In the event that a passenger wishes to leave his or her seat, as indicated by step 96 of FIG. 7, the passenger may initiate such a request by activating the release request button 32 of their individual status display panel 30, as shown in FIG. 2 of the drawings. This sends a signal to the master display and control panel 76 and/or computer and database 78 installed on the flight deck 74 of the airliner 72, as shown schematically in FIG. 6.
The computer 78 (or member of the flight crew) considers various factors involved in the release request, e.g., the length of time since this passenger was last released, the number and risk or threat level of other passengers who are currently released, etc., including a check to determine if there is any indication of tampering with the system by the person making the release request, as indicated by step 98 of FIG. 7.
At this point, the computer may provide an alert to the cabin attendant(s) that the passenger has requested release, and that the system is about to allow release. This will give the cabin attendant(s) the opportunity to override the release as shown by step 100 of FIG. 7, if in the opinion of the cabin attendant there is some reason the passenger should not be released. This is accomplished by means of the portable passenger monitoring unit(s) 82 held by the flight attendant(s), shown schematically in FIG. 6.
Assuming that there is no override from the flight attendant, and that the release consideration sequence has not determined any reason not to release the seat belt positive lock in question, then the computer may selectively release that passenger's positive belt lock, in accordance with step 102 of FIG. 7. The passenger is notified of this release when the “Belt Positively Locked” light 26 of his or her individual status indicator panel 30 (shown in FIG. 3) is extinguished, thereby alerting the passenger that he or she may release his or her belt latch and leave the seat.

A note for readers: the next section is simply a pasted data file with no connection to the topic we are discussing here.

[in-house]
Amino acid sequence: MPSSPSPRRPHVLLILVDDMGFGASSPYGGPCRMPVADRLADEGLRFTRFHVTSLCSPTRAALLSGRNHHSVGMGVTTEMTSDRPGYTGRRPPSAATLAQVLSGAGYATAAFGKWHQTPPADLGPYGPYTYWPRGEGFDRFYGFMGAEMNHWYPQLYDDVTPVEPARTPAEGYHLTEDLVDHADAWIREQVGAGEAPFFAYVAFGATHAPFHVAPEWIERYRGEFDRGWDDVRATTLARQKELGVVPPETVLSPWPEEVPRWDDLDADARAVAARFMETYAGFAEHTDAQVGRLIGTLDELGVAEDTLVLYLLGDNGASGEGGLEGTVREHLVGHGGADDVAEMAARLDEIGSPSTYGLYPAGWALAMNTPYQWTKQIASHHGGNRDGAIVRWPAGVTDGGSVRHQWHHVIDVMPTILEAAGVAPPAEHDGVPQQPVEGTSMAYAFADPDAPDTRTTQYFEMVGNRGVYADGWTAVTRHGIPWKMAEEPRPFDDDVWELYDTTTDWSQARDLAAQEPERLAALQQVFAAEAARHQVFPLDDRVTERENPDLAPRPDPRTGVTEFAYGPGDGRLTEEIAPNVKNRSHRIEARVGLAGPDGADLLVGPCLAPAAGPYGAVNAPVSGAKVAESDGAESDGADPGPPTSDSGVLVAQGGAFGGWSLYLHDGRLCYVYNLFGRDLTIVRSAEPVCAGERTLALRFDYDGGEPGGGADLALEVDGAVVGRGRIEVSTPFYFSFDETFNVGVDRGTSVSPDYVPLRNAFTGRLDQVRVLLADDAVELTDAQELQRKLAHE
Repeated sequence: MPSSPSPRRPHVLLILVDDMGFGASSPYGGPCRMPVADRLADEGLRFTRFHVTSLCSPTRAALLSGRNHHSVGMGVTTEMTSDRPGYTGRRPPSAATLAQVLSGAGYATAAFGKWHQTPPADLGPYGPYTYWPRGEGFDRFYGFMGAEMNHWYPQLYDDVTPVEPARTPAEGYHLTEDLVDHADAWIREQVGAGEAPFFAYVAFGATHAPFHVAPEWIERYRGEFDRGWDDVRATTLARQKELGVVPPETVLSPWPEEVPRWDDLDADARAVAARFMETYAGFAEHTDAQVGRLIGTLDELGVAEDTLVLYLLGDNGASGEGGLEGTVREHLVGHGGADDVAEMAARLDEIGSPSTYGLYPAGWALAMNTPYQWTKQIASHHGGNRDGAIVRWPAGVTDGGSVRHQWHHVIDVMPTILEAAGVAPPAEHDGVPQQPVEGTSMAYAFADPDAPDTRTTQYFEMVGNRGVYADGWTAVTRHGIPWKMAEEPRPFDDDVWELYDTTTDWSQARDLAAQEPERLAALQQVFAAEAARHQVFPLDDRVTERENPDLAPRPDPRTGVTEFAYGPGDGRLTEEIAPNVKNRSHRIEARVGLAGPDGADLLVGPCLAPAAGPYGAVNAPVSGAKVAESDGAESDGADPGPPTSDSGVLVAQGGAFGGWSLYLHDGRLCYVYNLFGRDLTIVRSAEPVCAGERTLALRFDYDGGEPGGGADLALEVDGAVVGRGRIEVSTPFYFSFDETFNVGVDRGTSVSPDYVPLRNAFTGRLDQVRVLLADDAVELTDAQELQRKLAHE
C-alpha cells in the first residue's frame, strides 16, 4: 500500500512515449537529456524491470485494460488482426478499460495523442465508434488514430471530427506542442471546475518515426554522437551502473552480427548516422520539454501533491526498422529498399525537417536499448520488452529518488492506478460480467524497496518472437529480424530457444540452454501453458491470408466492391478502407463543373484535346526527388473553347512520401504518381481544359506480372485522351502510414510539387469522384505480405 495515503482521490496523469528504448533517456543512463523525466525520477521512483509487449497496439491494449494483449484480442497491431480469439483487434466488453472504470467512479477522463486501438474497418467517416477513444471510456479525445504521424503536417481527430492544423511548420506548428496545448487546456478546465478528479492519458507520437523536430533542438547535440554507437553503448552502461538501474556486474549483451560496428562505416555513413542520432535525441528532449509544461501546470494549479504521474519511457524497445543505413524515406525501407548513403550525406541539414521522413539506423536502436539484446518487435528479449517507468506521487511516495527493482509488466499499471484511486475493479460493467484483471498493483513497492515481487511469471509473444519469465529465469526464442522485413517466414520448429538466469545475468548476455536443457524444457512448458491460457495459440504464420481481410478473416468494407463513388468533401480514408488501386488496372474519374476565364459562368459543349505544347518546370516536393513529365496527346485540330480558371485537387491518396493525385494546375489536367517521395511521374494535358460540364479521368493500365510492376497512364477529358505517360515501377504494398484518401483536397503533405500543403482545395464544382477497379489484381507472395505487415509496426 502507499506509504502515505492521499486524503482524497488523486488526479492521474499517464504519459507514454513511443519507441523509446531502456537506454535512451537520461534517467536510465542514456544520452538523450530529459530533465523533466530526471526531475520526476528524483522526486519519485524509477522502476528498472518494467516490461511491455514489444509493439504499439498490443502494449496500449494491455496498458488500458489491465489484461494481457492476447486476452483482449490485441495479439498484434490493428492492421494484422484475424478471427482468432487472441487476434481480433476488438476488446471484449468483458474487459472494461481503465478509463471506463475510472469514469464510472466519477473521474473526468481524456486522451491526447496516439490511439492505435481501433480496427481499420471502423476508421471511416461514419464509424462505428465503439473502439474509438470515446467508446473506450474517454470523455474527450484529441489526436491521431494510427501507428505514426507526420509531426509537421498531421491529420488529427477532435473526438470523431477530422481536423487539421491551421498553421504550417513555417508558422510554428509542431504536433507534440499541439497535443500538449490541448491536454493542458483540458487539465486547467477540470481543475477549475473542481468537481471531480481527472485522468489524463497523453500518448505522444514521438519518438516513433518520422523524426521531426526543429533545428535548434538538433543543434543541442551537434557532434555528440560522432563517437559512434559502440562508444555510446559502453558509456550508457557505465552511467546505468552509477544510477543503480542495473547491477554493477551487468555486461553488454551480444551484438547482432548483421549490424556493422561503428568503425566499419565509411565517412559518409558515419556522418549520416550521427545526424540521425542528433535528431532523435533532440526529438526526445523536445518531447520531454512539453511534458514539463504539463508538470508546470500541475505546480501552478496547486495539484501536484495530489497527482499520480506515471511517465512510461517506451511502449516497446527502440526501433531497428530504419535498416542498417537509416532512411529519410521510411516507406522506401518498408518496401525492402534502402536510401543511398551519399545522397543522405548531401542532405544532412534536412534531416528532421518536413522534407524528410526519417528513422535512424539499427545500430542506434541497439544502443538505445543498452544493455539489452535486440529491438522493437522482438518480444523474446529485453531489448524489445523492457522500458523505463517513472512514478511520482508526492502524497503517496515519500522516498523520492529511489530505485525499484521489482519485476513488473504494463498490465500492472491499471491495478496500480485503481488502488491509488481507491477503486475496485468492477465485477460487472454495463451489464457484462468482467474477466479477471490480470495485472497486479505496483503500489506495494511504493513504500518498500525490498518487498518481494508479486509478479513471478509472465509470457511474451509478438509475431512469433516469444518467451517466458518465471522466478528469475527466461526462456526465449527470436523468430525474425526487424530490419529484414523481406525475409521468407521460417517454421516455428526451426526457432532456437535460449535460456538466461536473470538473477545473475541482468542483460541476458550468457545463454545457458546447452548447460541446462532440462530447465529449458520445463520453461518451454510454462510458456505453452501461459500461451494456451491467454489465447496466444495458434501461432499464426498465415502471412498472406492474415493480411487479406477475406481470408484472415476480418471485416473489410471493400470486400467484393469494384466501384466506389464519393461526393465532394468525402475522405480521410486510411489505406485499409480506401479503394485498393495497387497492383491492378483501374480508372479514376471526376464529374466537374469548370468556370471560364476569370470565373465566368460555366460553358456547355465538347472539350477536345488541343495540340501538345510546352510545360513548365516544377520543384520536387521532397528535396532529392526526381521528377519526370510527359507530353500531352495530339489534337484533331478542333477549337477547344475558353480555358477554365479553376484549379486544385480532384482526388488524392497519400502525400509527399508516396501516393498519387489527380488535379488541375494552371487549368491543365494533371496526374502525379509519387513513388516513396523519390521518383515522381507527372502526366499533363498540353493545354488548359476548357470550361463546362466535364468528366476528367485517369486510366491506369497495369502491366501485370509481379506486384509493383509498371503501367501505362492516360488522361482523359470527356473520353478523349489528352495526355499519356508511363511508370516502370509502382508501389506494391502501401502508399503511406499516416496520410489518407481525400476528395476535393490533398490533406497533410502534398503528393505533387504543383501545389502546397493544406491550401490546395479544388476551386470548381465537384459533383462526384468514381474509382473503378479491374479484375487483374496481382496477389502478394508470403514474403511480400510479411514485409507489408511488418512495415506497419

The present system is configured to allow a number of passengers having a total threat or risk quotient, to walk about the passenger cabin at any given time during the cruise phase of flight. Thus, even if a passenger has not initiated a release request, the present system may selectively release the positive lock mechanisms of one or more passengers, in accordance with the factors described above. The released passenger(s) may or may not wish to take advantage of the release, as desired.